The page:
‘The Most Innovative City in the World’
At the start of the school year, Christiano Pereira Pinheiro, a winsome 7-year-old, traded 8 pounds of recyclable garbage for a packet of new notebooks.
Each week, he and his two older brothers, the sons of a maid and a steelworker, exchange trash for fresh fruit or 2 pounds of protein-rich beans. At Easter, they get chocolate eggs and at Christmas a cake for the family.
Garbage is not the only thing recycled here. Old wooden utility posts are reused in office buildings, bridges and public squares. Retired buses become mobile classrooms for adult education. A gunpowder depot converts into a theater-in-the-round.
“Virtually everything has more than one use,” said Mayor Rafael Greca De Macedo, whose airy office overlooking a park is made of old telephone poles and glass. “It’s just a matter of figuring out how to reuse things and then teaching people how to do it.”
Curitiba has done just that--and much more. As the world’s mayors and urban planners assemble today in Istanbul, Turkey, for the start of a U.N. summit on mushrooming urban problems, this little-known city in southeast Brazil is being heralded as the place that has many of the solutions.
“It’s the most innovative city in the world,” said Wally N’Dow of Gambia, chairman of the Habitat II summit. Since young maverick architects and engineers took over City Hall in the 1970s, Curitiba has tried new ways to tackle such urban ills as illiteracy, homelessness, transportation and government service shortcomings, unemployment, pollution and poverty.
Curitiba is still a Third World city, with at least 10% of its 1.6 million people living in slums of corrugated tin-and-wood shanties. And its innovations--from “trade villages” to schoolbooks written by the mayor--were made gradually.
But the city now stands as a model for urban planners, and mayors from around the world have visited Curitiba to learn from its experiments.
The rush to the cities has been one of the great global trends of the 20th century. Forty years ago, 70 cities had more than 1 million people. Today there are more than 200, including 10 in Brazil. And in 15 years, the United Nations estimates, there will be 500, with 33 having populations of more than 10 million.
“The 21st century will be the first urban century,” N’Dow said, “with more than half the world’s population living in cities. But whether in big countries such as the United States or small countries like mine, we are all woefully unprepared.”
In an effort to share possible solutions, Habitat II has identified 227 innovative practices in cities from Bogota, Colombia, to Bangkok, Thailand. Jakarta, Indonesia, is cited for uniting the public and private sectors in a housing development project. Havana is mentioned for the way it has provided housing, roads, clean water and electricity to the poor.
In the United States, Habitat’s premier example is Chattanooga, Tenn., which in 1969 was the most polluted American city, rapidly losing people and jobs. Under the management of David Crockett, a descendant of the frontiersman, Chattanooga has done an about-face, making major strides in such areas as pollution control, neighborhood revitalization and public education. The President’s Council on Sustainable Development has chosen it as one of three “laboratory” cities.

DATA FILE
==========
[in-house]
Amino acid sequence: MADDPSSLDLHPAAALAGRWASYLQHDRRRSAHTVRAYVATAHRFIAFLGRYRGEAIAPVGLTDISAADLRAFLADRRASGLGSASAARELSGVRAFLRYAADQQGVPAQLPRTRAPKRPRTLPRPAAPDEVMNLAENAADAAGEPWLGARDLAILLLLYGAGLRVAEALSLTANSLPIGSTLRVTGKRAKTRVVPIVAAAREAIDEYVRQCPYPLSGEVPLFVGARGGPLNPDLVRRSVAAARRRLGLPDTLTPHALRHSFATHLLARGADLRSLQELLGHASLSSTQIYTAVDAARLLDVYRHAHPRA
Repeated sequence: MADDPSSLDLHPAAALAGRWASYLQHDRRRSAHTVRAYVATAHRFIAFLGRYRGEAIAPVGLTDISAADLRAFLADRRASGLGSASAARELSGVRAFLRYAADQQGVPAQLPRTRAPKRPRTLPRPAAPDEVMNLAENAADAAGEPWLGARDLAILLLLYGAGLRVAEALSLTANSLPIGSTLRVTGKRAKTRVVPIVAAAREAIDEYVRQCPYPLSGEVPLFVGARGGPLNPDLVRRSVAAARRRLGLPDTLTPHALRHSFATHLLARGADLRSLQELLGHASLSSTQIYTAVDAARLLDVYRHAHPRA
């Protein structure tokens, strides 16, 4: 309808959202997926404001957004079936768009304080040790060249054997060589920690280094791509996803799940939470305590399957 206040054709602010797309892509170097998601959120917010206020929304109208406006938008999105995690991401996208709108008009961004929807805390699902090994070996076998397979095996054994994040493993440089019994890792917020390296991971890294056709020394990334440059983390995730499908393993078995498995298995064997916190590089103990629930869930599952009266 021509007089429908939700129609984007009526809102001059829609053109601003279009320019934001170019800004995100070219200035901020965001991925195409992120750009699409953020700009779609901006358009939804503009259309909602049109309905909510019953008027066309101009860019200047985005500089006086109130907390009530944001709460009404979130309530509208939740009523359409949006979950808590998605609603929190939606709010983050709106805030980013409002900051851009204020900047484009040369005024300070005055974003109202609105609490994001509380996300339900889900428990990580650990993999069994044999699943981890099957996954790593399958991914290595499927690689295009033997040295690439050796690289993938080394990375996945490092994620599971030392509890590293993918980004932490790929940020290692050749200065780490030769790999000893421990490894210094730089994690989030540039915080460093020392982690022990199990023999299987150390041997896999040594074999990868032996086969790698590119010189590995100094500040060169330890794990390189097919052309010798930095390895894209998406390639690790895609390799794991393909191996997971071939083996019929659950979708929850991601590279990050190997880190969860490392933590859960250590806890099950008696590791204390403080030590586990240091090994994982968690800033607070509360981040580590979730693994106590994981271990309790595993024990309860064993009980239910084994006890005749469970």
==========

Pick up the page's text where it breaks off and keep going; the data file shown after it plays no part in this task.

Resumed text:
Matched up against Chattanooga, Curitiba seems all the more impressive. It is in a poor country where rural dwellers are streaming into the cities at a rate that makes Los Angeles’ once-booming growth look tame.
Elsewhere in Brazil, Sao Paulo, whose 18 million residents make it the world’s third-largest metropolis, is a dirty, disorienting mega-city. Rampant crime plagues Rio de Janeiro, where up to a third of the 5.5 million residents live in shanties. Brasilia, the capital, is a sterile planned city of 1.8 million whose outdated 1960s architecture gives it an eerie feel.
The accomplishments of Curitiba have come despite limited means. For a city its size, its budget is modest: $1 billion a year, the same as that of Lausanne, Switzerland, which has one-tenth the population.
But Curitiba is making the most of what it has.
Its “garbage that is not garbage” program made it the world’s recycling capital. More than 70% of its trash is recycled--compared with the 25% mandated in Los Angeles and the 10% rate nationwide in the United States. Paper recycling in Curitiba saves 1,200 trees a day, city planners estimate.
The program in turn helps the poor. The city last year exchanged almost 2 million pounds of food, 348,000 Easter eggs and 26,000 Christmas cakes for recyclable trash. Hundreds of quilts for the needy were stuffed with crushed Styrofoam. Christiano was one of 25,000 poor children who received school supplies.
The program also keeps the town clean, cuts diseases spread by rat urine and helps prevent the persistent floods that used to occur when townspeople threw their garbage into rivers.
Environmental efforts are only a small part of the ever-expanding plan for Curitiba.
The latest additions are the Lighthouses of Learning, based on the great lighthouse and library in Alexandria, Egypt, one of the ancient world’s seven wonders.
The brightly colored lighthouses have 5,000-volume libraries on the first floor, reading rooms on the second and a guard in a light tower that transmits a strong beam to provide community security. The first lighthouse was built last year; two more open every month. Curitiba should have 50 by the end of the year.
“One of the lighthouses is three blocks from my home, so I use it for all my school projects,” said Deucina Romana Costa, a high school senior who stops in every couple of weeks. “So do my 10-year-old brother and 12-year-old sister. Mom lets them come because it’s safe.”